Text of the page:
Crispy Smashed Potatoes

Crispy Smashed Potatoes, rich, buttery-tasting, worth the time.

Some of the best potatoes you’ll ever eat! Twice cooked, they require a bit of effort, but are totally worth the time, especially for special occasions.

Crispy Smashed Potatoes

Prep Time 5 minutes
Cook Time 55 minutes
Total Time 1 hour
Servings 4
Author Tania Van Pelt


  • 12 fingerling or baby yukon gold or any small, thin-skinned potato you love
  • ¼ cup extra-virgin olive oil
  • Sea salt and freshly ground black pepper to taste
  • Optional Smoked paprika or za'atar seasoning, sprinkled over potatoes


  1. Place potatoes in a wide pan, cover over with water. Bring water to a boil, then simmer until potatoes are cooked through and tender, about 10-15 minutes.
  2. Preheat oven to 450° F.
  3. Drain potatoes well and pat dry with a towel. Allow to cool for a few minutes. Place on baking sheet and flatten each potato, either with your palm or a wooden spoon, taking care not to break the potatoes in pieces. If they do break, piece them together. Broken or not, they'll still taste good.
  4. Drizzle or brush with olive oil until each potato looks coated and sprinkle with salt (I use about a teaspoon).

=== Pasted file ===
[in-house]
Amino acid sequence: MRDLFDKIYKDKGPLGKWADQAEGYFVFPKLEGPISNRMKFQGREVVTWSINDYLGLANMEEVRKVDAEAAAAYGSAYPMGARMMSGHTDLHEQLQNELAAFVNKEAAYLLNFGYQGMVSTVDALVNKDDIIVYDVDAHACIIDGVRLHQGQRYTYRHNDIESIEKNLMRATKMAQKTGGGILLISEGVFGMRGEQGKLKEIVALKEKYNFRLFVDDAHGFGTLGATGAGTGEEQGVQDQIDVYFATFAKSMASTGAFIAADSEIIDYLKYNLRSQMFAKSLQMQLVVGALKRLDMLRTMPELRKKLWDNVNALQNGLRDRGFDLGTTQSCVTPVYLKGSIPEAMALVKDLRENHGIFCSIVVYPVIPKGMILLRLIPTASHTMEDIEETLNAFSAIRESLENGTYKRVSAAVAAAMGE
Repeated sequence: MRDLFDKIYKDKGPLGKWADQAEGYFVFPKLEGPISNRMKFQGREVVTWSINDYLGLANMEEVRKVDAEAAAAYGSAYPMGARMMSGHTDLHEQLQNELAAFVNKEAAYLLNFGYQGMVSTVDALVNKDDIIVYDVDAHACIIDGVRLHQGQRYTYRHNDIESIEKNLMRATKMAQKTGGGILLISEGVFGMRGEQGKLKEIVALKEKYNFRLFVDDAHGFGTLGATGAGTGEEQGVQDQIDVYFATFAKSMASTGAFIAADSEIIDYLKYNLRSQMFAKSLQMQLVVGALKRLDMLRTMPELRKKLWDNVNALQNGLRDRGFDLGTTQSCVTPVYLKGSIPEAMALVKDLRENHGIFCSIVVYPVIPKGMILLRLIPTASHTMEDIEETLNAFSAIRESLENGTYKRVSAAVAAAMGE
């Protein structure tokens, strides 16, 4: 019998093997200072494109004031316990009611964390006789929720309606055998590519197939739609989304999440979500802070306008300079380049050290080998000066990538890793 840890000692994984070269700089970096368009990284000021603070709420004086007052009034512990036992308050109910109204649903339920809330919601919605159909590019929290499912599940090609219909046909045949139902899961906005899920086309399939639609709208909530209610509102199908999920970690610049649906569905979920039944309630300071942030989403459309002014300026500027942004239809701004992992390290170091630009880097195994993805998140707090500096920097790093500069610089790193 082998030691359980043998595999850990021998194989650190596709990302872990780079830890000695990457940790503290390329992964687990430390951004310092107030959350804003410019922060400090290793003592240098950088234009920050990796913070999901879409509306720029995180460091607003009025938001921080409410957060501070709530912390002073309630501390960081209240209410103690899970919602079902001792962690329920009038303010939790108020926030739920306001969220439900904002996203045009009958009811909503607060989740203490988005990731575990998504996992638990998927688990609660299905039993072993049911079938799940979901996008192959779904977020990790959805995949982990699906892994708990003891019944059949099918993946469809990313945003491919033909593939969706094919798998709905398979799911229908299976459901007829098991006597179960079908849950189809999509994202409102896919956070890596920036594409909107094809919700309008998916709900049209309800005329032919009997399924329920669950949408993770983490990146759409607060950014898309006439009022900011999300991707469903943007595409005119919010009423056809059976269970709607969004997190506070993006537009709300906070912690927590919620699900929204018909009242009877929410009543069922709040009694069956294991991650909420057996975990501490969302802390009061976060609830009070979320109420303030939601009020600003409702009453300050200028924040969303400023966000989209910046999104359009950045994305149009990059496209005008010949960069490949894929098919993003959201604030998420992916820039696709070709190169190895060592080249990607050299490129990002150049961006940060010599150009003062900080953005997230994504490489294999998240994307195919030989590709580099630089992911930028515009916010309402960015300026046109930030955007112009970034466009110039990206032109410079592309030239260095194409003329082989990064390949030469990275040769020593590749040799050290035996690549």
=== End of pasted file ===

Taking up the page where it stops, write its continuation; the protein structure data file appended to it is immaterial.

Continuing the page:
5. Roast potatoes in the oven for 20 minutes. Remove from oven, flip each potato over, drizzle or brush with more olive oil and season with more salt, if needed.
  6. Roast for another 20 minutes, until potatoes look crispy.
  7. Once out of oven, sprinkle with more salt, if needed, freshly ground pepper, and any seasonings you prefer. The za'atar and smoked paprika work really well, depending on the flavor profile you prefer.
  8. Serve immediately.

Recipe Notes

Organic potatoes are best in this recipe. The average, conventional potato has more pesticides by weight than any other produce. The first time I tested this recipe more than half my potatoes broke into pieces. I pressed too hard on them, with a big wooden spoon. I've learned using my palm to flatten them is the best method, just make sure they're cool enough to handle. And, broken or not, they're really, really delicious. The broken bits I add to a big bistro salad.